Are You Growing Your Business Like You Want?


Businesses go through various growth cycles consisting of slow growth, moderate growth, high growth and in some cases decline.  Each growth cycle has its own set of challenges.  In slow growth, there may not be enough cashflow to reinvest in the business.  In high-growth, customer service may suffer.  It is critical to understand what growth cycle your company is currently in as well as be able to predict what cycle is around the corner.  Without understanding these two things you may not achieve the level of growth you want.

So, what does it look like to predict where my company is heading – what is around the corner?  It is easiest to think of predicting in two time horizons, longer-term and shorter-term.  A longer-term horizon is anything 90-days or longer and is important in setting the direction for your company.  A shorter-term horizon is what is happening in your business daily and weekly.  Both are needed; our focus here is on the shorter-term.

In his research for his book Good-To-Great, Jim Collins, found “good to great companies displayed two distinctive forms of disciplined thought.  The first is that they infused the entire process with brutal facts of reality. The second is that they developed a simple, yet deeply insightful, frame of reference for all decisions.”

In order to “face the brutal facts of reality” you need…”the brutal facts”…in other words the data that will show you how the business is trending.  Monitoring key activities daily and weekly will provide the leading indicators needed to spot adverse trends in time to take action.  At the risk of stating the obvious, key activities relative to predicting if you are on track to achieve your revenue growth are those things that have to happen in order for you to get and retain more customers and thus more revenue.  Things like: new prospects in the pipeline, new warm leads in the pipeline, client/customer meetings scheduled, client/customer meetings completed, sales made but customer but not yet onboarded, referral source meetings, and there are likely others for your business.  The link below provides a simple template for tracking the measures you choose for your business over a period of time.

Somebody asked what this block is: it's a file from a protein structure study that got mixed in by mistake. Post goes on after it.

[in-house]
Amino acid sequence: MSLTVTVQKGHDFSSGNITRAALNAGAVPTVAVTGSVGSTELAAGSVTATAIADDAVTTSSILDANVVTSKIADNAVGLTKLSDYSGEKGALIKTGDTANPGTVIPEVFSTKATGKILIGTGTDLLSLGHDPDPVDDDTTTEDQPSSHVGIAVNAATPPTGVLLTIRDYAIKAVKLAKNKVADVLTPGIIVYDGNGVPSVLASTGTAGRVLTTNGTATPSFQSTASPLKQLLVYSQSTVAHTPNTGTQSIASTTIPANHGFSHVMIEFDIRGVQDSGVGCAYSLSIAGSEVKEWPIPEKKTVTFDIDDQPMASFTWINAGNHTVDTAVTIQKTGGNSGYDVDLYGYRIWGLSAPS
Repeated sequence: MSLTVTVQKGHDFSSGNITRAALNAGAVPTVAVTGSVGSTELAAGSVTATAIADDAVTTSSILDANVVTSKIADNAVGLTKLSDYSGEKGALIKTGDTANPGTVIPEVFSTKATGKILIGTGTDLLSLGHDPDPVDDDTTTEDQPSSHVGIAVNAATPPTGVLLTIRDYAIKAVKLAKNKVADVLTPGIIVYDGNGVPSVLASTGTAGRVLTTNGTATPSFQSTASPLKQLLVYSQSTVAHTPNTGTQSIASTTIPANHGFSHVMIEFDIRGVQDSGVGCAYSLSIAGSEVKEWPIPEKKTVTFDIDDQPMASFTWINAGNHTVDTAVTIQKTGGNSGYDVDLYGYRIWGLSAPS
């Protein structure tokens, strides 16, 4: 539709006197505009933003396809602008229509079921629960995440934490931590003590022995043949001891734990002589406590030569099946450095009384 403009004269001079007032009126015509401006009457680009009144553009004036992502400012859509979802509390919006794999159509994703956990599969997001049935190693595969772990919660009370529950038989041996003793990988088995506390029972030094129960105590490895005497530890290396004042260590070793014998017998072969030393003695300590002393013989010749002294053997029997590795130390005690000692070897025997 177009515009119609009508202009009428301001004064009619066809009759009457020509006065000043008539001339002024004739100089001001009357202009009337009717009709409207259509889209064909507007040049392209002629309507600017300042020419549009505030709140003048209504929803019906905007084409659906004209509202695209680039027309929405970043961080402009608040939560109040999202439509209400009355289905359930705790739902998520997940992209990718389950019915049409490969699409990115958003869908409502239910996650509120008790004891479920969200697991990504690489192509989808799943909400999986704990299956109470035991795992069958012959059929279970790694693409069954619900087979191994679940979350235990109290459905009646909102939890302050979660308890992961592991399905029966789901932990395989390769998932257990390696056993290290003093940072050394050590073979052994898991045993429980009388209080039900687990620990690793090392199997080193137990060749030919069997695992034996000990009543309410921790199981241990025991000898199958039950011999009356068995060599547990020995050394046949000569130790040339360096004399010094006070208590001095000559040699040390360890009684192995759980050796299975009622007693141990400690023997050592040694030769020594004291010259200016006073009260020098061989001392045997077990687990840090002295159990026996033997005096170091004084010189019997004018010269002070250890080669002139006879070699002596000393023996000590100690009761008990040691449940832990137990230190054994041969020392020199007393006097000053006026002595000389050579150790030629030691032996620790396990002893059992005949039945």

With these facts in hand you are positioned to apply a “simple, yet deeply insightful, frame of reference for all decisions”.  As the activity trends begin to shift more positively or negatively, treat that as an opportunity that needs to be explored or conversely, an issue that needs immediate resolution.  As you resolve the issues that arise on a daily and weekly basis, you will see much better results because you are removing the barriers preventing you from achieving your goals.  If you do not currently have a “simple, yet deeply insightful, frame of reference for all decisions”, there are many decision-making models you can adopt. Here is a link to one alternative from Gino Wickman’s work; it is a tool in the Entrepreneurial Operating System, EOS Model™


Collins, J. (2001). Good To Great Why Some Companies Make the Leap and Others Don’t… New York, NY: HarperCollins Publishers.


Loraine Hardin
Professional EOS Implementer
Hardin & Associates
p. 515.707.4170

Loraine Hardin has a passion for developing, leading and coaching teams to drive superior performance in their businesses. Through leading many teams of 5-1200 over the past 30+ years she has identified some common elements of developing and leading high-performing teams. The concepts are easy, the implementation and diligence as a leader to stick with it is the challenge. As the Founder of Hardin & Associates she is dedicated to teaching and coaching leadership teams the key elements for success and how to stick with it.

Her experiences at the Principal Financial Group, Wells Fargo Home Mortgage and Freedom Mortgage include:

  • A key executive of senior leadership teams at all three companies;
  • Leading strategic planning for both Principal and Wells Fargo Home Mortgage;
  • Leading large operations team in mortgage lending and in health insurance;
  • Performing market development in commercial real estate lending, acquisitions and asset management;
  • Performing market development for a health plan;
  • Leading product development for mortgage and health insurance products;
  • Strategic partnership development;
  • Integration of acquisitions.

Through all of the experiences she has become known for executive management, leading cross-functional teams, strong team building, strategic and business development, process improvement, change management and overall excellence in leadership. 2

Her community involvement includes:

  • The Executive Committee of CultureALL, Cultural Programming
  • The Board of The Young Women’s Resource Center
  • The Board of National Association of Women Business Owners (Central Iowa)
  • Past President, Foundation Board of Directors for Children and Families of Iowa
  • Alumna, Greater Des Moines Leadership Institute
  • United Way Executive Lead for Principal Campaign
  • Chair, Go Red for Women Luncheon

Hardin holds a degree in Finance from the University of Iowa

In addition to her work, Loraine loves spending time with her kids and grandkids as well as bicycling, yoga, cooking and gardening.

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